Throwing money at the big spenders
The HSE's new funding system for hospitals will mean less bad press for Minister for Health James Reilly. photograph:: david sleator
The HSE’s new funding system is showering cash on hospitals that have failed to stay within their budgets
It’s that time of year when hospitals receive news of the budgets they are supposed to work within, and this year there are some clear winners and losers.
The 2012 allocations are based on the sums the Health Service Executive expects a hospital to spend during the year, rather than on historic budgets. In many hospitals the latter tended to be works of fiction, which is one reason large budget overruns were regularly seen at the end of each year.
The new system means that budget overruns in the hospitals at the end of 2013 will be less spectacular than in previous years, leading to fewer of the last-minute cuts to services seen in previous years as administrators struggled to balance budgets.
And that means less bad press for the HSE and Minister for Health James Reilly.
However, the effect of this change is to punish those hospitals which have been keeping within their budgets, while at the same time appearing to reward offenders who consistently failed to adhere to budgets.
It’s a strange way of doing business and it seems to run counter to a lot of the recent rhetoric from the Department of Health, which has warned that overspenders would be punished, not rewarded.
Thus it is that St James’s Hospital in Dublin has been handed the largest single cut in its budget, which is being reduced from €264 million in 2012 to €255 million this year. Aside from being the largest hospital in the State, St James’s is also one of the best managed: it comes closest among all the big hospitals to staying within budget, it has far fewer patients on trolleys than the other Dublin hospitals and it recently landed the National Children’s Hospital project.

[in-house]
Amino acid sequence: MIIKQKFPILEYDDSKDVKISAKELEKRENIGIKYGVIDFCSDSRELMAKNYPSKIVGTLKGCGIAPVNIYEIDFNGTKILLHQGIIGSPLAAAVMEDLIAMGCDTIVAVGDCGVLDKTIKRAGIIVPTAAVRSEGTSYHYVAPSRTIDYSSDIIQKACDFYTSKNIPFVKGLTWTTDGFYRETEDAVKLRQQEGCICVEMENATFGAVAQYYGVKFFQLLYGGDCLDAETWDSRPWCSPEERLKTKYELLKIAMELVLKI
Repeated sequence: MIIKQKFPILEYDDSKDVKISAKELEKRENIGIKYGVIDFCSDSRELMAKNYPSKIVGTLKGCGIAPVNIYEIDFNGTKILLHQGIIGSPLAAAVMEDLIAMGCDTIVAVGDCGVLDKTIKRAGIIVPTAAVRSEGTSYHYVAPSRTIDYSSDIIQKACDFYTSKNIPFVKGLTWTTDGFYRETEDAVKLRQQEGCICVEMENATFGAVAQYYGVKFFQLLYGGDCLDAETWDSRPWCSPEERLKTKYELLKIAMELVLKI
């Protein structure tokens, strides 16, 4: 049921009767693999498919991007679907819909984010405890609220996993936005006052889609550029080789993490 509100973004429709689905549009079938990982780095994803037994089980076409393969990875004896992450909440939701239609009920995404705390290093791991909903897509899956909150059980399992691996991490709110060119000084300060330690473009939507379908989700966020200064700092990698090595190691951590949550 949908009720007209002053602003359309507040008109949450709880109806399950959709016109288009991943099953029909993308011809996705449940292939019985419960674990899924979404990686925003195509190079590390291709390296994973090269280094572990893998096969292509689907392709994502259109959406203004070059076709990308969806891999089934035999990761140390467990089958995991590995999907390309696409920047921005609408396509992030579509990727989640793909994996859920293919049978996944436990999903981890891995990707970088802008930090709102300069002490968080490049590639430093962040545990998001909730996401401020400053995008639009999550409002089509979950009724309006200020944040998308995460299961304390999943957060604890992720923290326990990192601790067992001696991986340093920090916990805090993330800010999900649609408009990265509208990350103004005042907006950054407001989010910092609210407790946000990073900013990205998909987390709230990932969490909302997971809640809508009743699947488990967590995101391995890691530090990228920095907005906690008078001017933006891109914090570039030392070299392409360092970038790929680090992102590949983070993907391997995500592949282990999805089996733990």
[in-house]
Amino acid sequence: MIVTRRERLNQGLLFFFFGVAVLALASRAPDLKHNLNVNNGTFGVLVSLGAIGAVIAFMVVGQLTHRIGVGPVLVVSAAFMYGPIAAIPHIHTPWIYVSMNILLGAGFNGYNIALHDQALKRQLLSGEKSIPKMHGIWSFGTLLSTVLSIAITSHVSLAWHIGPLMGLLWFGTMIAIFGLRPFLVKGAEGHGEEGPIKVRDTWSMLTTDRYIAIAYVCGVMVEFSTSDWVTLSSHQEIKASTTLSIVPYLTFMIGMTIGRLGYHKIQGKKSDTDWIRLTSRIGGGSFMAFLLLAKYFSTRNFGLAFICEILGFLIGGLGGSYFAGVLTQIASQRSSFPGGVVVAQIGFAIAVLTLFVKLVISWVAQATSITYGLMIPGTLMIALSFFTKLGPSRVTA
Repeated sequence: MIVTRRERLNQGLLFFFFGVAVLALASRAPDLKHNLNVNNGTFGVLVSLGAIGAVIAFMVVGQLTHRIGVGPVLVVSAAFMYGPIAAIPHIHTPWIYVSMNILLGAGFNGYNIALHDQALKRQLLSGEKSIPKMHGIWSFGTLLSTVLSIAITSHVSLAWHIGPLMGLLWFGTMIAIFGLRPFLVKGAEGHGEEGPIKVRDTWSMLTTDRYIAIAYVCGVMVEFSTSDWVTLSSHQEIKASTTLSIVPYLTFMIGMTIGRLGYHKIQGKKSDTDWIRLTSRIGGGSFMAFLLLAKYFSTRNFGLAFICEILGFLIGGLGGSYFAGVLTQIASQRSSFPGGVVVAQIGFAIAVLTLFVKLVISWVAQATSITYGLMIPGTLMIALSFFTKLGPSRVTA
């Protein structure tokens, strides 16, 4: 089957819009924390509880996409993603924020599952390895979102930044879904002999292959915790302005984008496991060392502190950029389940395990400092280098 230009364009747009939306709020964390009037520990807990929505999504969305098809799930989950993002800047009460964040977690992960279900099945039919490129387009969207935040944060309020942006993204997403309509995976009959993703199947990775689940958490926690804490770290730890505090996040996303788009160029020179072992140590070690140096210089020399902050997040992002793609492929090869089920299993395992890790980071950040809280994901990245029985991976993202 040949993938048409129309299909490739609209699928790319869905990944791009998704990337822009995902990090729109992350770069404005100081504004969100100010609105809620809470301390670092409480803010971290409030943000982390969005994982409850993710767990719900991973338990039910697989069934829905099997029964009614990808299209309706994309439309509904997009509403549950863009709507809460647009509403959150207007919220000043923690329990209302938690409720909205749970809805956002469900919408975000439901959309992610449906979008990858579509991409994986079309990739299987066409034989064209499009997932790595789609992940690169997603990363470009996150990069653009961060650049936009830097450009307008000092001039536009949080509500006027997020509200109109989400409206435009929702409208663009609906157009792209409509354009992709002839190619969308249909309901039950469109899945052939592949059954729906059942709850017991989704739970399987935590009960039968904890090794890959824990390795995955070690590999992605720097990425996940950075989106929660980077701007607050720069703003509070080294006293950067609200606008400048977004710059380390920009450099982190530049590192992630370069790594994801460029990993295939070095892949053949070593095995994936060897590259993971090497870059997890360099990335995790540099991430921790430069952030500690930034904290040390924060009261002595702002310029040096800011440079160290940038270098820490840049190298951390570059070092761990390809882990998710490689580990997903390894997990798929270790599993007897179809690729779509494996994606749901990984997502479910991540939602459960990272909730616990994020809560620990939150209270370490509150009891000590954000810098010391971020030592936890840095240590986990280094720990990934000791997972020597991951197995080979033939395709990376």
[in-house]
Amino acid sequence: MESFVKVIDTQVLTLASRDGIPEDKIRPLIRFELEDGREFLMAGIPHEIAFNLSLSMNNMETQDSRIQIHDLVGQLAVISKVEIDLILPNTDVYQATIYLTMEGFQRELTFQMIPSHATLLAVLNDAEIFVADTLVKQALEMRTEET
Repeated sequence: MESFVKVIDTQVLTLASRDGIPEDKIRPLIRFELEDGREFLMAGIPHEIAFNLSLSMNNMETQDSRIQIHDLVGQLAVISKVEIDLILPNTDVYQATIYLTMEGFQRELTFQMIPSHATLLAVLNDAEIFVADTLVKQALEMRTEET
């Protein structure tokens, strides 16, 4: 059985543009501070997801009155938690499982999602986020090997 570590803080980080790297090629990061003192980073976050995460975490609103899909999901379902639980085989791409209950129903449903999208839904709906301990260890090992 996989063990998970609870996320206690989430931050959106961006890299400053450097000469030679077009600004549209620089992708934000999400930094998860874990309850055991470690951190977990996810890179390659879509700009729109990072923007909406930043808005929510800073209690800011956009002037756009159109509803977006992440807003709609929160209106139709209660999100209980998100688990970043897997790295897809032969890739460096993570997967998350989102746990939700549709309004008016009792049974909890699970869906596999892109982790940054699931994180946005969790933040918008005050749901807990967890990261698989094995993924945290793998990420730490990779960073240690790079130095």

The allocations seem designed with a view to tackling the problems in the hospitals with the longest trolley waits.
While in most hospitals the figures for patients on trolleys, and for inpatient waits, have greatly improved, a number of hospitals haven’t been able to improve their systems sufficiently.
The solution put forward by the HSE is to throw money at the problem.
Thus, the Louth-Meath Hospital Group, which includes Our Lady of Lourdes Hospital in Drogheda, is getting 13.9 per cent more in funding this year, while the Mid-Western Regional Hospitals Group, which includes Mid-Western Regional Hospital in Limerick, is up 11.5 per cent.
In Dublin, two hospitals with big trolley numbers have also received increased budgets: Beaumont Hospital is up 8.4 per cent while Connolly Hospital Blanchardstown is up 6.2 per cent.
“Limerick and Beaumont overrun budgets because they admit patients too early, discharge them too late and have a very high ratio of private to public consultant activity. St James’s and some others do not,” said a disinterested but informed source.